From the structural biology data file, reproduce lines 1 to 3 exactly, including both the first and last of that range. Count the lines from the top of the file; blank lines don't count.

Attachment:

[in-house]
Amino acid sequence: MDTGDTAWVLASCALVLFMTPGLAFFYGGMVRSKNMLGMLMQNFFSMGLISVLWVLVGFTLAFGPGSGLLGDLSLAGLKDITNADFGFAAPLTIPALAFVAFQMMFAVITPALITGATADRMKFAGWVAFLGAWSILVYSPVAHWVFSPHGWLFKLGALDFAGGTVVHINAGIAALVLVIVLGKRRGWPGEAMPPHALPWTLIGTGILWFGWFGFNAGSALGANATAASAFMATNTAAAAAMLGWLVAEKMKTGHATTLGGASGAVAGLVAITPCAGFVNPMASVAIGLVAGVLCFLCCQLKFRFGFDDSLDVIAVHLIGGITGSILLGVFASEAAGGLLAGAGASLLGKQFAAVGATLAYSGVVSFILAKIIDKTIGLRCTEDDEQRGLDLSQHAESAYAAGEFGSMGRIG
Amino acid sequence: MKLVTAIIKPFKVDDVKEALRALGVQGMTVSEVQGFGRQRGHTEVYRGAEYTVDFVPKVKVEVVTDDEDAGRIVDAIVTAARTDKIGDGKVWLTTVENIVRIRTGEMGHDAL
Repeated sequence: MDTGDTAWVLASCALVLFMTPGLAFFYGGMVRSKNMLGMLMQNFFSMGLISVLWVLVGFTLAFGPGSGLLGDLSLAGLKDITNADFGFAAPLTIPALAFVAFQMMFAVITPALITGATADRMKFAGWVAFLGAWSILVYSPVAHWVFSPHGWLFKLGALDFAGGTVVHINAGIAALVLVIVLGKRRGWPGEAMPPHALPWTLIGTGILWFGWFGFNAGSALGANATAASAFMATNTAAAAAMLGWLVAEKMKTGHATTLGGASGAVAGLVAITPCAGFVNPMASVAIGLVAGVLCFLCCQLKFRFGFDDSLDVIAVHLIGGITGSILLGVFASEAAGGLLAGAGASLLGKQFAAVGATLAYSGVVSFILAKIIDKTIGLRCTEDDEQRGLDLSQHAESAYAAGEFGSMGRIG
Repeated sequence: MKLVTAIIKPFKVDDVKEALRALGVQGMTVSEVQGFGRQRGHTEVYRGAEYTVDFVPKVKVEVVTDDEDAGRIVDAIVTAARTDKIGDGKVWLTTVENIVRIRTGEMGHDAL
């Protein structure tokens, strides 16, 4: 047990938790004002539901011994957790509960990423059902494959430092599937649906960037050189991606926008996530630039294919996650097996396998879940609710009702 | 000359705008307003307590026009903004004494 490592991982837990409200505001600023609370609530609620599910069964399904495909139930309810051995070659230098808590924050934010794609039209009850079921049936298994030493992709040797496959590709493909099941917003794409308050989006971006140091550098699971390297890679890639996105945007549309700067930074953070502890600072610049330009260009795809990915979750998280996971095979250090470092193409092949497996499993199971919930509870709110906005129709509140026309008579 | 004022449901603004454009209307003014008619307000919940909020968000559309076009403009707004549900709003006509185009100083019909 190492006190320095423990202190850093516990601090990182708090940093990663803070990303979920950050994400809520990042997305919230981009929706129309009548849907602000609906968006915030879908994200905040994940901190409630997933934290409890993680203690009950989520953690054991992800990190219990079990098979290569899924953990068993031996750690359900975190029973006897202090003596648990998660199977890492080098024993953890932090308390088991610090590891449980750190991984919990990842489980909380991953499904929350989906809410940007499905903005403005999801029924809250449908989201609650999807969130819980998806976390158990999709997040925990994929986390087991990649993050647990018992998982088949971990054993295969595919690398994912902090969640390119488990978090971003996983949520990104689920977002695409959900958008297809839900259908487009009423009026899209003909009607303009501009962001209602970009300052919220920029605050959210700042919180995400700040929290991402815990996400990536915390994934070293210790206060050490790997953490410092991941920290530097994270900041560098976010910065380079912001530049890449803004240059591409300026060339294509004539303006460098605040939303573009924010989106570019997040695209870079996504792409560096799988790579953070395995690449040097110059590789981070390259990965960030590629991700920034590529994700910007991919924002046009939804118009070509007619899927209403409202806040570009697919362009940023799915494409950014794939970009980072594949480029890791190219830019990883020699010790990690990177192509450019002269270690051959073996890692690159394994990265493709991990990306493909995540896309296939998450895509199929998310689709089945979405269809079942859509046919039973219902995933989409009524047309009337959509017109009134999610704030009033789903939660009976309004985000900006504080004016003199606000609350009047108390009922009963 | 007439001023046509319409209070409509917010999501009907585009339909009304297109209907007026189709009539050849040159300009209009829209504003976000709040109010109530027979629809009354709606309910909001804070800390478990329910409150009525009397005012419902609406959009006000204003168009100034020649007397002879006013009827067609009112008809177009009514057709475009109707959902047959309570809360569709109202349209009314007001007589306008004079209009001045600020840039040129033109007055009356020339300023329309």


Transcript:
[in-house]
Amino acid sequence: MDTGDTAWVLASCALVLFMTPGLAFFYGGMVRSKNMLGMLMQNFFSMGLISVLWVLVGFTLAFGPGSGLLGDLSLAGLKDITNADFGFAAPLTIPALAFVAFQMMFAVITPALITGATADRMKFAGWVAFLGAWSILVYSPVAHWVFSPHGWLFKLGALDFAGGTVVHINAGIAALVLVIVLGKRRGWPGEAMPPHALPWTLIGTGILWFGWFGFNAGSALGANATAASAFMATNTAAAAAMLGWLVAEKMKTGHATTLGGASGAVAGLVAITPCAGFVNPMASVAIGLVAGVLCFLCCQLKFRFGFDDSLDVIAVHLIGGITGSILLGVFASEAAGGLLAGAGASLLGKQFAAVGATLAYSGVVSFILAKIIDKTIGLRCTEDDEQRGLDLSQHAESAYAAGEFGSMGRIG
Amino acid sequence: MKLVTAIIKPFKVDDVKEALRALGVQGMTVSEVQGFGRQRGHTEVYRGAEYTVDFVPKVKVEVVTDDEDAGRIVDAIVTAARTDKIGDGKVWLTTVENIVRIRTGEMGHDAL